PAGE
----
History tells us that investors are much better off staying disciplined rather than trying to jump out, then back into, the market. This is because timing the market is incredibly difficult if not impossible. Selling after a major drawdown ensures that capital is destroyed unless one can perfectly time when to get back in. It is important to consider that when you take inflation and dividends into account, the re-attainment of prior bear market portfolio peaks takes just over two years on average from the market’s bottom. Even in the case of the great depression, this equates to about 4.5 years when you take into account dividends and inflation according to Ibbotson data from Morningstar. Sitting in cash and missing the first month of a recovery can often be just as devastating from a long-term wealth perspective as enduring the first month of the bear market decline. For example, the first month of the 2008 financial crisis recovery saw a 30% equity market return.

What If This Time Is Different?

In short, it is always different. Successful investors know that it is best to stay disciplined to a purpose-built wealth management plan in order to achieve financial goals and objectives. However, stay the course is not the same as set it and forget it. It is simply a disciplined approach to meet specific goals. It works because it is really hard to do. It is hard to stay disciplined. It is hard to keep your head when others are losing theirs. It is even harder to rebalance out of investments that do well in crisis like US treasuries into investments that have been hardest hit like stocks. Conviction in this approach and discipline to execute it characterize historically successful investors. Not saying be calm and carry on. Not trying to provide short-term emotional comfort. Simply suggesting historical perspective reveals discipline has been the best approach to position for long-term goal achievement.

What Actions Should I Take Now?

We are not advocating wholesale changes like going to cash or doubling down on stocks. However, we do recommend reviewing each investor’s situation and portfolio in light of their guiding financial plan for prudent moves to make in the current environment. Barring changes in your unique circumstances, your long-term strategy generally should not change. However, short-term tactics certainly will. Some timely tactics to consider may include:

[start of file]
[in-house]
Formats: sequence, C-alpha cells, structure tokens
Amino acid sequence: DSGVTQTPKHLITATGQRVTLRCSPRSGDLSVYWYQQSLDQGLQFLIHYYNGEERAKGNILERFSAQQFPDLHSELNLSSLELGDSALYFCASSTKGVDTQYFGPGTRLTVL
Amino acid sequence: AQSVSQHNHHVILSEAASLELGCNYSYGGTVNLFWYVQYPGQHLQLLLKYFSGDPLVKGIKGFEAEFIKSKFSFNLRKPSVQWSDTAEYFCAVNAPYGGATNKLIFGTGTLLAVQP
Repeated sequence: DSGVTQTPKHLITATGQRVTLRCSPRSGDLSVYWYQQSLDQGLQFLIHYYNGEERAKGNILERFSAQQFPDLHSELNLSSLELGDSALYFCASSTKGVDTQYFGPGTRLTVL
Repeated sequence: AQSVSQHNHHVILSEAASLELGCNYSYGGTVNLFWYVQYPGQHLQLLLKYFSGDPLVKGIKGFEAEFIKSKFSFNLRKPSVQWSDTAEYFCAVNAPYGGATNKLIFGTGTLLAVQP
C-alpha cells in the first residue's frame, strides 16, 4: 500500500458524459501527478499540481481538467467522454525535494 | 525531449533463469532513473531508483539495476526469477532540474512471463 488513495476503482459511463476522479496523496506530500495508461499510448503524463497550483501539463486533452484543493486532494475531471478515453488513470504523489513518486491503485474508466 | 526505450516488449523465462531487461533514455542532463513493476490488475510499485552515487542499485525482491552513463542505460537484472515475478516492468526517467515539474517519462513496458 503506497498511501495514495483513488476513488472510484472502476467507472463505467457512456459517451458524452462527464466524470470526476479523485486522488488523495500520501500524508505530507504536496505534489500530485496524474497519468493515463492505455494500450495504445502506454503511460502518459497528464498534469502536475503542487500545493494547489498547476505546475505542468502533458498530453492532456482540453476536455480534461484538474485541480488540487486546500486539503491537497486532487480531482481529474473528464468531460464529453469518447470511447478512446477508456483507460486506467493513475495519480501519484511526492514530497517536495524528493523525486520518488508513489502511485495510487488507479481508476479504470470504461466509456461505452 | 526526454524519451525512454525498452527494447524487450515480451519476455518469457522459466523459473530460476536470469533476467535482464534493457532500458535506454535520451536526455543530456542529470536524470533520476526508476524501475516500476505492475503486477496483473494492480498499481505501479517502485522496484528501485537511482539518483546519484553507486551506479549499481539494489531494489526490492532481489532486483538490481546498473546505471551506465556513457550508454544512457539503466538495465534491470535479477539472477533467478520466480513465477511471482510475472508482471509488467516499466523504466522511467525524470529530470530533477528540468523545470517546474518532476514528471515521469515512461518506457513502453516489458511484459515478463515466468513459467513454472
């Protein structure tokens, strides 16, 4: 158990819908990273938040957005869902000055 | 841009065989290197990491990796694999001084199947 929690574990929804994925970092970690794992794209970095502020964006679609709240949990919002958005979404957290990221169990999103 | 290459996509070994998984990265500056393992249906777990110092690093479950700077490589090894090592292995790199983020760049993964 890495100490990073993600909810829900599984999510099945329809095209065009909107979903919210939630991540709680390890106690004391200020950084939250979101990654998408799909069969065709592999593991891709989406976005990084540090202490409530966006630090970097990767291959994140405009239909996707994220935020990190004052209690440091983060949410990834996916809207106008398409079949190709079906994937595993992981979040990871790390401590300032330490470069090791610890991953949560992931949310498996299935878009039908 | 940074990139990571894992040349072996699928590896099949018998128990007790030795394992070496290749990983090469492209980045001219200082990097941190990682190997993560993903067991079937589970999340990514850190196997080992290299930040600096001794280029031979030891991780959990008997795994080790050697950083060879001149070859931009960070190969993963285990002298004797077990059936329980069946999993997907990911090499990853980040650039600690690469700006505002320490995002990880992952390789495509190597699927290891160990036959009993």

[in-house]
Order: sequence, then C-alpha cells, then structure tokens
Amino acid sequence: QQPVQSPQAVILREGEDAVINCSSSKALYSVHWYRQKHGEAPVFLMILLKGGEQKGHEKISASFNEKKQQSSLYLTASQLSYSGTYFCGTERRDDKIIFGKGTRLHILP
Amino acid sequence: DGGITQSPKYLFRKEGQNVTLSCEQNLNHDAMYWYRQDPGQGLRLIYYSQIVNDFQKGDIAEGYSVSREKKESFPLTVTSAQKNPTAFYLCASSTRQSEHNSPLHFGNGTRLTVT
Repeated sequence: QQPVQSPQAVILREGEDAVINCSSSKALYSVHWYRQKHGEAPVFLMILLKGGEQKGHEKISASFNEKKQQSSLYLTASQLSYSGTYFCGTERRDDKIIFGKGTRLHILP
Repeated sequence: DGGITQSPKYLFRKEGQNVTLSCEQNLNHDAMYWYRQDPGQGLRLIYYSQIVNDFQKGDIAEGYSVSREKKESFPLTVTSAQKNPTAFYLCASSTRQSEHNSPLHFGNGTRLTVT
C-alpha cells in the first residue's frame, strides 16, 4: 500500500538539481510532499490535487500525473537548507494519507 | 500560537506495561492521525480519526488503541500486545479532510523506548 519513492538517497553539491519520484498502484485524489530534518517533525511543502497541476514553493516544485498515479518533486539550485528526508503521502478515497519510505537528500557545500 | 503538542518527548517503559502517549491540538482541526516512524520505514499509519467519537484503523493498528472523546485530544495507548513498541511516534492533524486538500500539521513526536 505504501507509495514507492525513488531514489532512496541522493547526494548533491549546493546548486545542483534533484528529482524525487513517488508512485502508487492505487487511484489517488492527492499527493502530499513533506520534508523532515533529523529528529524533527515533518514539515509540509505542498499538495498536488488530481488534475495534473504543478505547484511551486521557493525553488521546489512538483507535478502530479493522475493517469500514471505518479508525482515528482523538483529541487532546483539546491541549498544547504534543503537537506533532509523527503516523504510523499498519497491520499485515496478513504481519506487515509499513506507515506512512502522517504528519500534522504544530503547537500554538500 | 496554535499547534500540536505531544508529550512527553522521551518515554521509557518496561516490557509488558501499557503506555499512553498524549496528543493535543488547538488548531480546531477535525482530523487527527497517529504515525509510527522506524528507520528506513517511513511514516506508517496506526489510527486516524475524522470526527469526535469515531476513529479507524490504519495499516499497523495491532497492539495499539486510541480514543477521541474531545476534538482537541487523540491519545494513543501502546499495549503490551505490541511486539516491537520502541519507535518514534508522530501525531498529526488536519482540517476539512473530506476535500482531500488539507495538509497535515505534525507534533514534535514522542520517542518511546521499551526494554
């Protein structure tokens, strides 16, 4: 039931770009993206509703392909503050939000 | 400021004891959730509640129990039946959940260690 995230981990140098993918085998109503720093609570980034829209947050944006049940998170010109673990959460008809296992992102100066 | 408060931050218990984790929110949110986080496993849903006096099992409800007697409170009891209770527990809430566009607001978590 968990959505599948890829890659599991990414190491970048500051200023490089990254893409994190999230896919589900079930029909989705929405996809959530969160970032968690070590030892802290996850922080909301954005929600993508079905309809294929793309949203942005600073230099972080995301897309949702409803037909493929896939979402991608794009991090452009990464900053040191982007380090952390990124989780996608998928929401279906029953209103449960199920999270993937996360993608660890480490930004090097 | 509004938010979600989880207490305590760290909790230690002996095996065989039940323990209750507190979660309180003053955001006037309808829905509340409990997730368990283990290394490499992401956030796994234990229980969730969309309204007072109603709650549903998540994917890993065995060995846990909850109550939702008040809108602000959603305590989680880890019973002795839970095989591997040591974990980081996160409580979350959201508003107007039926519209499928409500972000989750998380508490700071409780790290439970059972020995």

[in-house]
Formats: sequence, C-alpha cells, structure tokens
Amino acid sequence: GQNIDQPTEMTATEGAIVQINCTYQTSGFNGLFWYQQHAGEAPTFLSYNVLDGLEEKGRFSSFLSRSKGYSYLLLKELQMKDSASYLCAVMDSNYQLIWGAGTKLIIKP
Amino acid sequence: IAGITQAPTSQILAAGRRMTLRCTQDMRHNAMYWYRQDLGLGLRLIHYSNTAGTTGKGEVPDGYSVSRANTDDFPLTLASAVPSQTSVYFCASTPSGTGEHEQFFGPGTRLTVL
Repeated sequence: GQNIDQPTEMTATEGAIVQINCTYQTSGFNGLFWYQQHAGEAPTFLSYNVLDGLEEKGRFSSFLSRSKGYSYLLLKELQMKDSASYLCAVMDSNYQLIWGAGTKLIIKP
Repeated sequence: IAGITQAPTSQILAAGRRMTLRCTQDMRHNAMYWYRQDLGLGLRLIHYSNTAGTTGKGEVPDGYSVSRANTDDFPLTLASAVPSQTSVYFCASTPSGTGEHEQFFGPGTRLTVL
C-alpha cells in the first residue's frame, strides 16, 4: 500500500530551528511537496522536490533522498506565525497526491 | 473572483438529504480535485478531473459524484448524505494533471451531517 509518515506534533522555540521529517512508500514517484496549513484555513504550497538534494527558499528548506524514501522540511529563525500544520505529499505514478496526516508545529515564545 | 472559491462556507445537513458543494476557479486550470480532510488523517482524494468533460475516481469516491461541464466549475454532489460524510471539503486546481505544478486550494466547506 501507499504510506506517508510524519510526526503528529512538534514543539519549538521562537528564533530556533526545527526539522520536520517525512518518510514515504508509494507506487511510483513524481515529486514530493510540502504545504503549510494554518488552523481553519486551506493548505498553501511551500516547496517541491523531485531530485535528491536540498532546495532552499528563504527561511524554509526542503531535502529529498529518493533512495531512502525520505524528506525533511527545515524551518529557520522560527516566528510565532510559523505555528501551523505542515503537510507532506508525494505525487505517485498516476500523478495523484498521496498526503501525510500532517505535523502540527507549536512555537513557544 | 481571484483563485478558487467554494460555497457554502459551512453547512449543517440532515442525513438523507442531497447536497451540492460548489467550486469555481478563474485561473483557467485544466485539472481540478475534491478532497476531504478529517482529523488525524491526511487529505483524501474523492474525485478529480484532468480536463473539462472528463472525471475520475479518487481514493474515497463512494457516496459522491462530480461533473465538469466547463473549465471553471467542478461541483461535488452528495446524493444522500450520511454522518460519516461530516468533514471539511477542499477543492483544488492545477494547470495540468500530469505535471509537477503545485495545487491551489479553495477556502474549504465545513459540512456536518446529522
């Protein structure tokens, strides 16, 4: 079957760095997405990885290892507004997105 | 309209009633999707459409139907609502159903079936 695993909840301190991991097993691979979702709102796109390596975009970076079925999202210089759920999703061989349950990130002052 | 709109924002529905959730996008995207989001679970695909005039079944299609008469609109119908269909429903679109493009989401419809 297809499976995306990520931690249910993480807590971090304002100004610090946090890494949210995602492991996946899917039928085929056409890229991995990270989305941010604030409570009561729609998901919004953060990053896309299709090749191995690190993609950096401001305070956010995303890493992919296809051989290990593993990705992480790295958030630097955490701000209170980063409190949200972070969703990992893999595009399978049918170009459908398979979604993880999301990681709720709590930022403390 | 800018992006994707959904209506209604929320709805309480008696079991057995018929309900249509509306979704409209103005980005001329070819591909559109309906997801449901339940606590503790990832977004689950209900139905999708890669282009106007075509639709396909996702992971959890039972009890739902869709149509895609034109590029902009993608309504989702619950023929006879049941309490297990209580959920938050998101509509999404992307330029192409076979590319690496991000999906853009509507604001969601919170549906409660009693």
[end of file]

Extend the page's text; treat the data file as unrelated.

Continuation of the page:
• Focus on Cash Flows – Having an emergency fund is at the foundation of financial planning. Additionally, one should not invest short-term money into long-term investments. This is a given, but even more critical to remember during times of crisis. Surveying one’s cash flow needs is often a good starting point to find comfort to stay disciplined. Demand on capital is the term typically used in this context. It is defined as simply the amount of capital you need from your portfolio on an annual basis to support your current lifestyle. For example, if you require 4% of the portfolio to sustain your current annual spending and hold at least that much in cash, you would have a year’s worth of living expenses covered. Next, consider your allocation. For example, a 60/40 portfolio represents an allocation of 60% long-term growth oriented equities fully subject to the market volatility, and 40% principal preservation oriented fixed income and cash with return of principal as the primary objective and return on principal as secondary. In the above scenario, cash and fixed income would be sufficient to cover approximately 10 years of living expenses. So, unless the economy is permanently impaired and incapable of recovering in the next 10 years, you would not be forced to sell equity to sustain your current lifestyle at depressed prices in this scenario. If, after assessing cash flows, you find them more than adequate, you might even consider directing a portion of your emergency fund to help with the emergencies of others. Options to help the most vulnerable in your community might include local food banks, community relief funds and non-profits providing medical supplies to front-line responders just to name a few.